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Corporates embrace flat-fee structures

Corporates embrace flat-fee structures

In-house legal teams are increasingly negotiating for flat-fee arrangements with external legal firms, a new report has found.

According to the Association of Corporate Council Chief Legal Officers 2016 Survey, the use of alternative fee arrangements has been trending upwards in recent years.

Of the 1,302 chief legal officers (CLOs) surveyed, 41 per cent pointed to flat fees for an entire matter as their most commonly negotiated fee arrangement.

Other common fee structures included using flat fees for some stage of a matter (cited as commonly used by 40 per cent of respondents) and retainers (cited by 32 per cent).

CLOs in larger legal departments were more likely to use alternative fee arrangements than those from smaller firms.

In-house teams in Australia also reported spending more on internal budgets than their external legal spend, reversing traditional patterns.

On average, 53 per cent of CLOs’ budgets were spent internally, as opposed to 47 per cent externally.

Despite this trend, firms are unlikely to see a decrease in workflow, with 61 per cent of CLOs predicting the total amount of work they send out is likely to remain unchanged over the coming year.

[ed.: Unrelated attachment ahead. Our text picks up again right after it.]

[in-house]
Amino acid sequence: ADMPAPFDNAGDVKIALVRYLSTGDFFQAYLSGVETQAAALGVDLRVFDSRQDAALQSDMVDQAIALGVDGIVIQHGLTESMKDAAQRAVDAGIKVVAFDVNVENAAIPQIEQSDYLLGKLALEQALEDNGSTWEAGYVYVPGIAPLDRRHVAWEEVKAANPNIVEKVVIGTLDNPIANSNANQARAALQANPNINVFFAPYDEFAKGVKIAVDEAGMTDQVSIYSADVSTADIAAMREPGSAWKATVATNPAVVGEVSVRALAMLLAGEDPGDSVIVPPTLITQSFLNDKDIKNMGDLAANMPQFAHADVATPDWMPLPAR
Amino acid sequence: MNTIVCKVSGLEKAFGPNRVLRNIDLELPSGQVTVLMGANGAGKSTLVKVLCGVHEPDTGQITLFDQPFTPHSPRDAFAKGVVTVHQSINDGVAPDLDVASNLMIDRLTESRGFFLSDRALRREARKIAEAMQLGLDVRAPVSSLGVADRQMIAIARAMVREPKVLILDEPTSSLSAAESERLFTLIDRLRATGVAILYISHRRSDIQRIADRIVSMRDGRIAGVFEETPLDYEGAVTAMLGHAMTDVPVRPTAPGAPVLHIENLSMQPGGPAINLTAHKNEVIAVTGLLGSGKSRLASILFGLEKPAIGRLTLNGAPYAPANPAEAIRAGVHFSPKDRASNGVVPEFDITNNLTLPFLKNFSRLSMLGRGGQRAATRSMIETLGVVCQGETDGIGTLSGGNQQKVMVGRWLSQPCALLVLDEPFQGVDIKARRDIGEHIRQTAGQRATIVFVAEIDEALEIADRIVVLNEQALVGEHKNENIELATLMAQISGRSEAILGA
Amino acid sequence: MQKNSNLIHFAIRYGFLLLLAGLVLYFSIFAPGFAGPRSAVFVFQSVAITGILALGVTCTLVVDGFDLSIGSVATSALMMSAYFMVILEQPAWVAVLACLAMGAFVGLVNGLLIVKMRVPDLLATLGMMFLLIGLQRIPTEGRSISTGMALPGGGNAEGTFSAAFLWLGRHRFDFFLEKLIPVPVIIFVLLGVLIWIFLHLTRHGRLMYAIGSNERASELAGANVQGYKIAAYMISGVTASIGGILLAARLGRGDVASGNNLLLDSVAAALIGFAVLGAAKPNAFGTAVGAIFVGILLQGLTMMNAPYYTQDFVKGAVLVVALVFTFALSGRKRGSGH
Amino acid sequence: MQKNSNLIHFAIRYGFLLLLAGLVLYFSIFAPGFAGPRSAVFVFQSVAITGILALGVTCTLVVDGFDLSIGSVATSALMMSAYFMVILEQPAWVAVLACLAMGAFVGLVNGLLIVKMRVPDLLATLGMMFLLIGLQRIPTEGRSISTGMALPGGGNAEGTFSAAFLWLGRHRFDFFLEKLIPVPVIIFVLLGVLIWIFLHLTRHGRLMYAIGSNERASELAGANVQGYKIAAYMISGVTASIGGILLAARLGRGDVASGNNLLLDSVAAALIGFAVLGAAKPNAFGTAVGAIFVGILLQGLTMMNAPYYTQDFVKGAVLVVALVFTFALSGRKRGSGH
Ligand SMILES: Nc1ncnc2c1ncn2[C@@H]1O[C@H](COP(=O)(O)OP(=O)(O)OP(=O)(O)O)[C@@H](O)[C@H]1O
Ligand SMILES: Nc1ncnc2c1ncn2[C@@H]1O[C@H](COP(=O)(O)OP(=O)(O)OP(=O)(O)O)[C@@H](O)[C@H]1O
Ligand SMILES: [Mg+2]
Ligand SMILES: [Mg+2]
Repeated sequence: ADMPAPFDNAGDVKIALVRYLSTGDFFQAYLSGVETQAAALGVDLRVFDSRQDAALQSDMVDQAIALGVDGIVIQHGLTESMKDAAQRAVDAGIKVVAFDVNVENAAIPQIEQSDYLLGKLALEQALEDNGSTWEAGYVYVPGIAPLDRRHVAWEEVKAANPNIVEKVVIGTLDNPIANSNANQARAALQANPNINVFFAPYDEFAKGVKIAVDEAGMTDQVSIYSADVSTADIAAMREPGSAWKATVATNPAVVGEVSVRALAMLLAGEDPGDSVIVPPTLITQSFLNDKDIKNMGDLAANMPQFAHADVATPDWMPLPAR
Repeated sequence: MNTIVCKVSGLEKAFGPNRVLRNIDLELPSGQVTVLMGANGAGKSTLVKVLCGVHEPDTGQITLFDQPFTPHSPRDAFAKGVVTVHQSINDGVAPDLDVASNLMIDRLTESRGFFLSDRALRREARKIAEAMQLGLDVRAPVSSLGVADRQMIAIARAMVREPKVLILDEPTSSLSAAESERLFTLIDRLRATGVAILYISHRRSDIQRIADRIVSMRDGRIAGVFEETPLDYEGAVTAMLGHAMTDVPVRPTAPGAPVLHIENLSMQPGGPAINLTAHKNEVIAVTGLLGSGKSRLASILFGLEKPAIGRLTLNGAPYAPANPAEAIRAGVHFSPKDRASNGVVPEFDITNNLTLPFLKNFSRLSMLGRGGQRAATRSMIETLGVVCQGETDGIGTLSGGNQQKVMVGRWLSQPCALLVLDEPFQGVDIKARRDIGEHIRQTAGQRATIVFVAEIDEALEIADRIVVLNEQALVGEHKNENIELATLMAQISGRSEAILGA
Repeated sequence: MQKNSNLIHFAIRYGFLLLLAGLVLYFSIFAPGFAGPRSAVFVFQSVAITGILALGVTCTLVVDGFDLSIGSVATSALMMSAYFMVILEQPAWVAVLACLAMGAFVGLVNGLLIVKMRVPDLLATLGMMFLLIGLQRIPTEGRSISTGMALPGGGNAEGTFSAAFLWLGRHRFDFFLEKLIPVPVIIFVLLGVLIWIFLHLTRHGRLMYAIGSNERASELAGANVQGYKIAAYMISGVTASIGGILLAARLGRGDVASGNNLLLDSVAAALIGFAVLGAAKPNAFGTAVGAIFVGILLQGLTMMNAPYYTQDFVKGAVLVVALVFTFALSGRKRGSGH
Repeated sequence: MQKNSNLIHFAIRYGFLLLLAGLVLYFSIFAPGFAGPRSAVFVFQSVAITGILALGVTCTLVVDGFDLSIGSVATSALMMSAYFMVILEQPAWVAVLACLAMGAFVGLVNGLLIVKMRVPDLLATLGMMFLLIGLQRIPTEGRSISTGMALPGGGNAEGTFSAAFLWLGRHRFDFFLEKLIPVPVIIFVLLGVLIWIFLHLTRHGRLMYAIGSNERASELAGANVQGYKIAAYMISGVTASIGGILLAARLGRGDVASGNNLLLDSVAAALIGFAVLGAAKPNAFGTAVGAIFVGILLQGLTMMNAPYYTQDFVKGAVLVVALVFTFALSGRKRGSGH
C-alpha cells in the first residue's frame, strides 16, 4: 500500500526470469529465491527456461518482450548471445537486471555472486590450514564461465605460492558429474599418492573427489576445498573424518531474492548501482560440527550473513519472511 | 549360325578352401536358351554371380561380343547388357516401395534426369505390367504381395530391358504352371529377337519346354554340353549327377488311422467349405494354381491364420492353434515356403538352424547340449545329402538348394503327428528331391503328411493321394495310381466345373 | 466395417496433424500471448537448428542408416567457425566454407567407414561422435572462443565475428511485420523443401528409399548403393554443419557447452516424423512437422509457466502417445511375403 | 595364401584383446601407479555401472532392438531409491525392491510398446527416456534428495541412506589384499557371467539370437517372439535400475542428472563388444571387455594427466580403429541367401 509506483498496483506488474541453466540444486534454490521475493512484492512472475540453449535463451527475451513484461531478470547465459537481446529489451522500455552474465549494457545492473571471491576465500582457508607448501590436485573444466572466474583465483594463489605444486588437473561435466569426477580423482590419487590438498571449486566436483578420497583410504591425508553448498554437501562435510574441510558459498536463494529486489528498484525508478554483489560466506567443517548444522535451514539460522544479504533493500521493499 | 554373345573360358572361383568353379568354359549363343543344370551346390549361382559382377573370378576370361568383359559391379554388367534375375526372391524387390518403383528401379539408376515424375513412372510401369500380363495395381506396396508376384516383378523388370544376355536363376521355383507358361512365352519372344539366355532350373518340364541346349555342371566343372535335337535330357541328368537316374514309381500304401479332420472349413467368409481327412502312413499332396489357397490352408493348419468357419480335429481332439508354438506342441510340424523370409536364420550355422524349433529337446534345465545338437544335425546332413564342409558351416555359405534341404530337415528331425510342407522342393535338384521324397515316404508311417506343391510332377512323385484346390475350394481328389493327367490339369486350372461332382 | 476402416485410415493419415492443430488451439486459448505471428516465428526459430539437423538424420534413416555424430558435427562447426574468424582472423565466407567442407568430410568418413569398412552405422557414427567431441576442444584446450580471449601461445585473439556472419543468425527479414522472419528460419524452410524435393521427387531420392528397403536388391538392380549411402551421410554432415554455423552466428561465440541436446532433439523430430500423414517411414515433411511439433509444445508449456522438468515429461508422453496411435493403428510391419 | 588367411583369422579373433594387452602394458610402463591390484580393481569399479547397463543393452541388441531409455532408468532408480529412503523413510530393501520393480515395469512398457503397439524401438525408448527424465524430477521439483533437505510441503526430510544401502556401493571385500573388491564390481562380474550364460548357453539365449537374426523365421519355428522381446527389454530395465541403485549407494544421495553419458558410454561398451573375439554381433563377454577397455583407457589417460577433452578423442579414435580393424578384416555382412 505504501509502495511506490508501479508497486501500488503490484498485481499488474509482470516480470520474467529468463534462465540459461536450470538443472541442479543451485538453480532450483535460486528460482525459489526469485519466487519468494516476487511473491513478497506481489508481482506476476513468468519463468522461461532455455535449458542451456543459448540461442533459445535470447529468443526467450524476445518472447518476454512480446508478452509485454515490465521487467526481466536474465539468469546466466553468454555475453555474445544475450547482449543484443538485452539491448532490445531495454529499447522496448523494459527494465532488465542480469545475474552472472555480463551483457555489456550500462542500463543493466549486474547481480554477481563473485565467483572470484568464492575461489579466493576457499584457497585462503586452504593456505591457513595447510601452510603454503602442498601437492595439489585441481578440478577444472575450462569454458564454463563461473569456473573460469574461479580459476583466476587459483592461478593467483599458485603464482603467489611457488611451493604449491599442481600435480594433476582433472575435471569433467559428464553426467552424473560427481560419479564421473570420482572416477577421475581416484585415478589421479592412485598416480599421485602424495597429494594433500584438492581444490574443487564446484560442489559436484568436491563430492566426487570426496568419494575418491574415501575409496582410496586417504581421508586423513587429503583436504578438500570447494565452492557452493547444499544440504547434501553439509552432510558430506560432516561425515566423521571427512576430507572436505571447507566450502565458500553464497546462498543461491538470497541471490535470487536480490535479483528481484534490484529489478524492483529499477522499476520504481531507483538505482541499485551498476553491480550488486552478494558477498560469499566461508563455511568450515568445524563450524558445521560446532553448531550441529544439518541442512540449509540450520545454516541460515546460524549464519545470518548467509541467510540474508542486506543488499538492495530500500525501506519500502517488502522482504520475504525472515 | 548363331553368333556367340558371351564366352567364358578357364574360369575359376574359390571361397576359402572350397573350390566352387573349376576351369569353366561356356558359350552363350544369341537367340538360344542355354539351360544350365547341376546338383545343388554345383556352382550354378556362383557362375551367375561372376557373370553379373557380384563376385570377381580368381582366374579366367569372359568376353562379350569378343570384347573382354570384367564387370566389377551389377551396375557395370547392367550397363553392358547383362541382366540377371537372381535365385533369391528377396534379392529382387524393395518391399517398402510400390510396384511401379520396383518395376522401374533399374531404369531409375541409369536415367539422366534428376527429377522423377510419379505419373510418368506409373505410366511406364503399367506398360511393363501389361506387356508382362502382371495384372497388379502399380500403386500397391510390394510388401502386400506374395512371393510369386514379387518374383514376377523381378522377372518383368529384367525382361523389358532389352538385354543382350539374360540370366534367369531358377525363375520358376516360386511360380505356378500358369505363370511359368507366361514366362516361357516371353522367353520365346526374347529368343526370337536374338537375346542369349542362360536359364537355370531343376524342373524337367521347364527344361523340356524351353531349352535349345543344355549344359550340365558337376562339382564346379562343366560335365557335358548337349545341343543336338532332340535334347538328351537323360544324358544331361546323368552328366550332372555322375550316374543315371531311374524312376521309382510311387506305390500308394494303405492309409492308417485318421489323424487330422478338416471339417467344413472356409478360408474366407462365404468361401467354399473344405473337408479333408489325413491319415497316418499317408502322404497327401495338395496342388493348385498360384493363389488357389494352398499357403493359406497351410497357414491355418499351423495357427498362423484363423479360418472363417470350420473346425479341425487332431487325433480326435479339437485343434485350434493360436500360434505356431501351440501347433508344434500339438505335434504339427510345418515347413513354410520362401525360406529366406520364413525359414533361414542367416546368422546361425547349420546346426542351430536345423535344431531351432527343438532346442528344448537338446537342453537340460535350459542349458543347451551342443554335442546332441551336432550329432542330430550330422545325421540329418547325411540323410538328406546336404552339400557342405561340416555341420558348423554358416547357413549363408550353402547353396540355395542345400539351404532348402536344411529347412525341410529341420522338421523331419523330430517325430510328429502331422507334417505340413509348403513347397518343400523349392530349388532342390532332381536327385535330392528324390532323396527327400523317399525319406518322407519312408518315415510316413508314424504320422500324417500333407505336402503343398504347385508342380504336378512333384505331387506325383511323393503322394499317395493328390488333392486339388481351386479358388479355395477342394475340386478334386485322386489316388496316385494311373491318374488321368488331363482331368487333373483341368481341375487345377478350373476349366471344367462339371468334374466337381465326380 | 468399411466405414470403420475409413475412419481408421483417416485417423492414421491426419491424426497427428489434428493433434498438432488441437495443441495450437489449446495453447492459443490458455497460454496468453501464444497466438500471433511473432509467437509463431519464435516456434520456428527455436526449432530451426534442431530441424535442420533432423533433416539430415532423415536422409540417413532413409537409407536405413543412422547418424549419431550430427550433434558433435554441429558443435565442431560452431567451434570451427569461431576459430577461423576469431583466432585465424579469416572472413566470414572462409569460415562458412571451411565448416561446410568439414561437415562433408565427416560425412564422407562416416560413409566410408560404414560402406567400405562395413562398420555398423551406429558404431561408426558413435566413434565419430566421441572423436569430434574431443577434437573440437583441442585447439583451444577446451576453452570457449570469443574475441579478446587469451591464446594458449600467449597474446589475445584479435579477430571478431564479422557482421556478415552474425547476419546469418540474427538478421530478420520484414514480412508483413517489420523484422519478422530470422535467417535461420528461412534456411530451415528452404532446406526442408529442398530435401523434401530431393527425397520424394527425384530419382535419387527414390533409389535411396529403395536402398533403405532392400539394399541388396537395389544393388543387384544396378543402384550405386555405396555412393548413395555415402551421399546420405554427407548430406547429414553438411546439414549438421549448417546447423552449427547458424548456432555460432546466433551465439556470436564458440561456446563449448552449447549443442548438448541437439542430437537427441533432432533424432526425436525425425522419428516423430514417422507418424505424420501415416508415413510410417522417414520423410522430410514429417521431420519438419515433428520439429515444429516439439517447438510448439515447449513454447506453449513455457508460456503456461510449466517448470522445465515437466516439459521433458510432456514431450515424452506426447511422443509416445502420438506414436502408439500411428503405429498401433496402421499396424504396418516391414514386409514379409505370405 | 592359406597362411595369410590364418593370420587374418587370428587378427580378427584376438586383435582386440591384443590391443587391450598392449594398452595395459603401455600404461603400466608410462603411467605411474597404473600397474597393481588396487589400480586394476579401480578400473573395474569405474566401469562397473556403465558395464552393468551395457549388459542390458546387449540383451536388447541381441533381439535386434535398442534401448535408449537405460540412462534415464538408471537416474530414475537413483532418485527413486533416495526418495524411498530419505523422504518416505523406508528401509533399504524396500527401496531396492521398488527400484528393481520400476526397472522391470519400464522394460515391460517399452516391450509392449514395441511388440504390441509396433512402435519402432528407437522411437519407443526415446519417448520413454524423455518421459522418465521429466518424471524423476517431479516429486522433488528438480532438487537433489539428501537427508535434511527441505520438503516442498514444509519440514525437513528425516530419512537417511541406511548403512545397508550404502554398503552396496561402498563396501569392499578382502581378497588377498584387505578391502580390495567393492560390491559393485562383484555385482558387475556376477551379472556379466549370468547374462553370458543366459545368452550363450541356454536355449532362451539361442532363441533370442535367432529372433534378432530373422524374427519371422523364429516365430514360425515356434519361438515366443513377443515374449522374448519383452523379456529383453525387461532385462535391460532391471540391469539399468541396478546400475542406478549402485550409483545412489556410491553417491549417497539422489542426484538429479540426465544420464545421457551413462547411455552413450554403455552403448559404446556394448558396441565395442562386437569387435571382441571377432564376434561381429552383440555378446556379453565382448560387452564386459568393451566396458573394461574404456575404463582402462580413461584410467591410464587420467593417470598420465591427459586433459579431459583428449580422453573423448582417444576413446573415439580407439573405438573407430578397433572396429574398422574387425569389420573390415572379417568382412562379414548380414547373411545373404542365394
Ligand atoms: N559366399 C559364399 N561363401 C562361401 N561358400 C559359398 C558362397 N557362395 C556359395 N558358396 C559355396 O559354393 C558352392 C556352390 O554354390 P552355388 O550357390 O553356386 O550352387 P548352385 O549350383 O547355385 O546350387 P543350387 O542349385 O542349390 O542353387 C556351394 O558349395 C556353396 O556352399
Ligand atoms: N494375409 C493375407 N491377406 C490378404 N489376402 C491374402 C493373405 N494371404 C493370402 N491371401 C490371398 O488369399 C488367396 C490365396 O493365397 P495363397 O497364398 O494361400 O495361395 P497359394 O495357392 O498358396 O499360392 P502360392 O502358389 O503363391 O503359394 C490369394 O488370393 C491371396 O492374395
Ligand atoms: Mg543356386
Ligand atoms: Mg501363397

The major contributor to the growth in internal spending could be the increased roles for legal management staff – 48 per cent of general counsel said their companies now have designated legal operations staff, double the percentage of last year.

CLOs in Australia are also looking for business acumen, with the most sought-after non-legal skills being project management and executive presence.

ACC Australia managing director Tanya Kahn suggested GCs have a growing awareness of the need for lawyers to be commercially savvy.

“We know that to be an effective in-house lawyer, you need to understand and operate in a commercial environment,” she said.

Australian CLOs also placed a high value on the interpersonal, with communication skills and emotional intelligence cited as the third and fourth most important skills.

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